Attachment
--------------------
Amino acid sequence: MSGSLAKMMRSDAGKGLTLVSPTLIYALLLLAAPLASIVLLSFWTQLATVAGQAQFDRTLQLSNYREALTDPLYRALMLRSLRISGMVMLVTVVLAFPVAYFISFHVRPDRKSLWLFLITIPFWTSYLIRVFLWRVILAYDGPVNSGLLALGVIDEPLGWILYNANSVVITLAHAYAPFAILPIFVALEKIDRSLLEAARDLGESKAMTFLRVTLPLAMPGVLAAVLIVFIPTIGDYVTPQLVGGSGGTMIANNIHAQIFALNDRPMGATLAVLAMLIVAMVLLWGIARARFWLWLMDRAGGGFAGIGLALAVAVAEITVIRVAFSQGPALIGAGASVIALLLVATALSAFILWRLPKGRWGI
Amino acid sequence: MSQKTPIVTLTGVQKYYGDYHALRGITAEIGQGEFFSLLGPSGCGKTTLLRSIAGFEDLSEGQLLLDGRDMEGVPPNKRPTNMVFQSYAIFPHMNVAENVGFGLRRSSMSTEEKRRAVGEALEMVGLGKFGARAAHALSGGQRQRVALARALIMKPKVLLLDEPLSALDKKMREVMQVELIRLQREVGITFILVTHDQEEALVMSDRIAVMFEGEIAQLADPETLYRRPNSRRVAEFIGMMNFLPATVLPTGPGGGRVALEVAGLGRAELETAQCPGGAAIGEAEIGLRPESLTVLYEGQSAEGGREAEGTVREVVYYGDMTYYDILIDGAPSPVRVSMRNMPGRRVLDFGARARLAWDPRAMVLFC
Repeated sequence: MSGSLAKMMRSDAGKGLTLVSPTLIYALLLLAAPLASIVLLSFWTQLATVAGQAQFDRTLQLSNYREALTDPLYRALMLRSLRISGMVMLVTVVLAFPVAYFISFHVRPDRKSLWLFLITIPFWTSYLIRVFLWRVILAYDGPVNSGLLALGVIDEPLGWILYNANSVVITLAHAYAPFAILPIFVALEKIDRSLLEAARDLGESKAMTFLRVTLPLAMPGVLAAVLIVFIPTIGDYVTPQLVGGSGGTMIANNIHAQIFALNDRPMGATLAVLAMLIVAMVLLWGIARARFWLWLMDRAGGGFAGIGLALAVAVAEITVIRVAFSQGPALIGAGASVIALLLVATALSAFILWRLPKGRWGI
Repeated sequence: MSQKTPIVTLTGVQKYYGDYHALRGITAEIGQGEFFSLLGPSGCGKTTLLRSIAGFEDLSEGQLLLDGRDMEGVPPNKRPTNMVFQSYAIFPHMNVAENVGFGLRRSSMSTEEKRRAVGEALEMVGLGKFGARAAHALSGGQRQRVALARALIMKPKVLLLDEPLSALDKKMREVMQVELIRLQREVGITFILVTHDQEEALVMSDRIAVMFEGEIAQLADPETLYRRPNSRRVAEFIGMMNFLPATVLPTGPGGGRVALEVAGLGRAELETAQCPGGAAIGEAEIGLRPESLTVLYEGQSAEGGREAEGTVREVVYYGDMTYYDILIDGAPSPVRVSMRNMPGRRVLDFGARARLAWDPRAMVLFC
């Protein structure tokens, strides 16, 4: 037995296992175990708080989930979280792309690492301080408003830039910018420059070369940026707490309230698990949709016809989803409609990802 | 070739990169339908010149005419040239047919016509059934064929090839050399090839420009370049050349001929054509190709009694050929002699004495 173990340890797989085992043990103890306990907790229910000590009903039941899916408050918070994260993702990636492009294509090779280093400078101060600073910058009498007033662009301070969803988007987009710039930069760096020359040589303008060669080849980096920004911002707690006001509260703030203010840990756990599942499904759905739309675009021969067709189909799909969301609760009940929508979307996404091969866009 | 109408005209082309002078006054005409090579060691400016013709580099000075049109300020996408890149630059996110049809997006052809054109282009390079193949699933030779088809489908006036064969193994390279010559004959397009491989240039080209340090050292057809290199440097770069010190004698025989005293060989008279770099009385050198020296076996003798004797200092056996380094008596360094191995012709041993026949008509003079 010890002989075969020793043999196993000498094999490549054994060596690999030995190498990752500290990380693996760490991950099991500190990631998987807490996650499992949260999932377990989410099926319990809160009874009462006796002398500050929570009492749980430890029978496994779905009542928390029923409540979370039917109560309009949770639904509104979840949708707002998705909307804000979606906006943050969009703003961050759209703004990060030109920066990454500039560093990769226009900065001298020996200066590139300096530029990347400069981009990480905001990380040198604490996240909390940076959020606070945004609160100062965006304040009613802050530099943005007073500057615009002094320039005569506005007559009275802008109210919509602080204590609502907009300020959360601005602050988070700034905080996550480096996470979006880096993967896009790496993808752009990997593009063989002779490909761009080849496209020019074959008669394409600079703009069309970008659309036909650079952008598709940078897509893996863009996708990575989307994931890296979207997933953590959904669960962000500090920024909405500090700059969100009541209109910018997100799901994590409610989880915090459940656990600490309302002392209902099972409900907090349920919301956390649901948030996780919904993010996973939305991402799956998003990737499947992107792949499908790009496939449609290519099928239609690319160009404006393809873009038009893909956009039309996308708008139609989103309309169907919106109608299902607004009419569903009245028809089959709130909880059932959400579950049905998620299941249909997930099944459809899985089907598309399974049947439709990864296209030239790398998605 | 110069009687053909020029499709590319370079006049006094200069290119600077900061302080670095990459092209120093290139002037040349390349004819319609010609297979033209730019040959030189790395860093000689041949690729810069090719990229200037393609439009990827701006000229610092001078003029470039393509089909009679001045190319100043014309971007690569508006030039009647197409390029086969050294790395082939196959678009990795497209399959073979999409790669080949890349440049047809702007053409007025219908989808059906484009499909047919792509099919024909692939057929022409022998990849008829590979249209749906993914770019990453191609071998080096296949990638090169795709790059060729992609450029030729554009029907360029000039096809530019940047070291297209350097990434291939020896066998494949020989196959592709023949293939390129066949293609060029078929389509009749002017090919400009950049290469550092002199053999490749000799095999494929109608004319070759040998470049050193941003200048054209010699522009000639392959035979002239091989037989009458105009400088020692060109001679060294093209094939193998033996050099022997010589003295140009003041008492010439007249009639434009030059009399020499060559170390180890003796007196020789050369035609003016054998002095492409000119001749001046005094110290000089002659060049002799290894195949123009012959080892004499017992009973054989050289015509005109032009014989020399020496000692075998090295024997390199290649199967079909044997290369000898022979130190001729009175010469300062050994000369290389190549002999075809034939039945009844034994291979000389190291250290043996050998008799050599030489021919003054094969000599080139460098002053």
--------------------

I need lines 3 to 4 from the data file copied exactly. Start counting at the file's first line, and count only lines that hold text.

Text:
Repeated sequence: MSGSLAKMMRSDAGKGLTLVSPTLIYALLLLAAPLASIVLLSFWTQLATVAGQAQFDRTLQLSNYREALTDPLYRALMLRSLRISGMVMLVTVVLAFPVAYFISFHVRPDRKSLWLFLITIPFWTSYLIRVFLWRVILAYDGPVNSGLLALGVIDEPLGWILYNANSVVITLAHAYAPFAILPIFVALEKIDRSLLEAARDLGESKAMTFLRVTLPLAMPGVLAAVLIVFIPTIGDYVTPQLVGGSGGTMIANNIHAQIFALNDRPMGATLAVLAMLIVAMVLLWGIARARFWLWLMDRAGGGFAGIGLALAVAVAEITVIRVAFSQGPALIGAGASVIALLLVATALSAFILWRLPKGRWGI
Repeated sequence: MSQKTPIVTLTGVQKYYGDYHALRGITAEIGQGEFFSLLGPSGCGKTTLLRSIAGFEDLSEGQLLLDGRDMEGVPPNKRPTNMVFQSYAIFPHMNVAENVGFGLRRSSMSTEEKRRAVGEALEMVGLGKFGARAAHALSGGQRQRVALARALIMKPKVLLLDEPLSALDKKMREVMQVELIRLQREVGITFILVTHDQEEALVMSDRIAVMFEGEIAQLADPETLYRRPNSRRVAEFIGMMNFLPATVLPTGPGGGRVALEVAGLGRAELETAQCPGGAAIGEAEIGLRPESLTVLYEGQSAEGGREAEGTVREVVYYGDMTYYDILIDGAPSPVRVSMRNMPGRRVLDFGARARLAWDPRAMVLFC